So, the scene is this:
You are walking down an aisle half packed with people and looking around at them, suddenly you feel the ground swept from below your feet and thump! You fall face first on the ground. The moment you discover the culprit, a banana peel, you burst into laughter and so does everyone else.
And another one:
You are walking down an aisle half packed with people and looking around at them, you suddenly feel foreign arms from behind and you are tasting air and being spinned. You’re scared and screaming and you can hear laughter from behind. People gawked. They did not laugh.
Would you laugh if the same happened to you? If a complete stranger picks you up & indecently touches and makes comments on your body?
The same incident had been circulated virtually in the form of a video snippet when Youth Against Rape posted a
brief yet provocative tweet on the several ways in which videos like these promote sexual harassment and gender-biased societal norms in the name of pranks. Rekha Sharma, Chairperson to National Commission for Women responded, “Will take it up with YouTube” and brought the content to an even brighter spotlight.
The month of April receives an increased amount of such prank videos. Even after YouTube’s stringent policies such as removal of content violating community guidelines, portraying sexual or physical attacks, harassment, etc., there is an incessant access, availability and mob viewership of such disturbing content under the pretext of amusement, protected by a disclaimer.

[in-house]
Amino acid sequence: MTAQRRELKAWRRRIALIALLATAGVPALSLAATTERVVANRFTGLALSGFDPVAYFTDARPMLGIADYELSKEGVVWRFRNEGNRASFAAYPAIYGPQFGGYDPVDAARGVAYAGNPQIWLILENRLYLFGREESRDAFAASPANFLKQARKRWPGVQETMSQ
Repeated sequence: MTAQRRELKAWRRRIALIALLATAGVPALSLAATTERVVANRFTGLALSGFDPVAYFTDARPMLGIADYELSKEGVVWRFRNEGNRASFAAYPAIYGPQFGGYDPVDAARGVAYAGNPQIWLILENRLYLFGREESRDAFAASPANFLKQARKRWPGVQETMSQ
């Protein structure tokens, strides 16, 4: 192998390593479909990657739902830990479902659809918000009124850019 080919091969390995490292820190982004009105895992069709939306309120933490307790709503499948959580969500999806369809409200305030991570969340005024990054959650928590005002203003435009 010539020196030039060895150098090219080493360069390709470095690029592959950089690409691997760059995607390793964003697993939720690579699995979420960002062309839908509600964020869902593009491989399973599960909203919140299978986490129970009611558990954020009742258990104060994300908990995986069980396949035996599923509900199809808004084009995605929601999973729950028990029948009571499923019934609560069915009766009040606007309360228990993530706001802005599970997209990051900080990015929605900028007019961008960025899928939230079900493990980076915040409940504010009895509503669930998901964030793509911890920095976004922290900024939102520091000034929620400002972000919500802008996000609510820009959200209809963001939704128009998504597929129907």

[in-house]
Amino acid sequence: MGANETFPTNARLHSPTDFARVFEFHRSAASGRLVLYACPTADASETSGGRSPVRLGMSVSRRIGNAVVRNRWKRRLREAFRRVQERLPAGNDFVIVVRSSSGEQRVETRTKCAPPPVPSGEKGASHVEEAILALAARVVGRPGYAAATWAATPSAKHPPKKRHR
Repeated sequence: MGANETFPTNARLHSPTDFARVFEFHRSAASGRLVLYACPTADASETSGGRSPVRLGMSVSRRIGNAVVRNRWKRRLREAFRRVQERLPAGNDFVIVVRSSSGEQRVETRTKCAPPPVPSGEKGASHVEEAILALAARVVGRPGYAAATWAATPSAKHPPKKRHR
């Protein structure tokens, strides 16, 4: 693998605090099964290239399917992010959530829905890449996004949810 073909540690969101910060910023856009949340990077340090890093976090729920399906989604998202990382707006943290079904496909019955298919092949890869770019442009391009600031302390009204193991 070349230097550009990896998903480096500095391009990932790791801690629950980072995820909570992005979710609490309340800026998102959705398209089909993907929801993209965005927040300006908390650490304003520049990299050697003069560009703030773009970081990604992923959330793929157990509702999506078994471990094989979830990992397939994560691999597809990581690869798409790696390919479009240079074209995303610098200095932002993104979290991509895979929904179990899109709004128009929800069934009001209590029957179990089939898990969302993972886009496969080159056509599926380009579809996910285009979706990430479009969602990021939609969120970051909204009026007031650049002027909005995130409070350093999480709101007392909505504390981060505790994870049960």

Inappropriate touching portrayed as a prank for the purpose of comedy and a quick buck does not exchange it for sexual harassment. Comedy is something which amuses us and makes us laugh but pranks are only funny as long as the person who is pranked also laughs. With digitization, platforms for inappropriate content have grown and now, with modernization of thought, we need to demolish our discriminatory comedy and redefine it with concern, sensitivity and, most importantly, inclusion.
Some of these videos remain staged and yet, the content driven out through them is not to be considered entertainment. And for the videos which aren’t staged & are posted with consent of the parties involved, the disclaimer becomes the safety net for the creators.
Internet is eternal. When we post something on the internet and it goes viral, the content in true virus-like fashion is impossible to eradicate. We don’t know who is watching it, it can be a child too. Is vulgarity of thought and behaviour the value we want to promote? Just for a few likes & views?
We, as youth, need to act now and take the pledge of neither creating nor promoting such content. We need to raise our voice or else, our silence will be taken as our consent.
~Ms. Poonam Jangir and Ms. Rashi Jain are Change Makers under the It’s Possible Campaign for Gender Equality of PHIA Foundation. Through this campaign, PHIA encourages all its Change Makers across multiple states to creatively express their views on Gender Equality and initiate discussions and engagements with people around them on gender issues. PHIA recognizes and respects the ownership of the views expressed by the author in this article.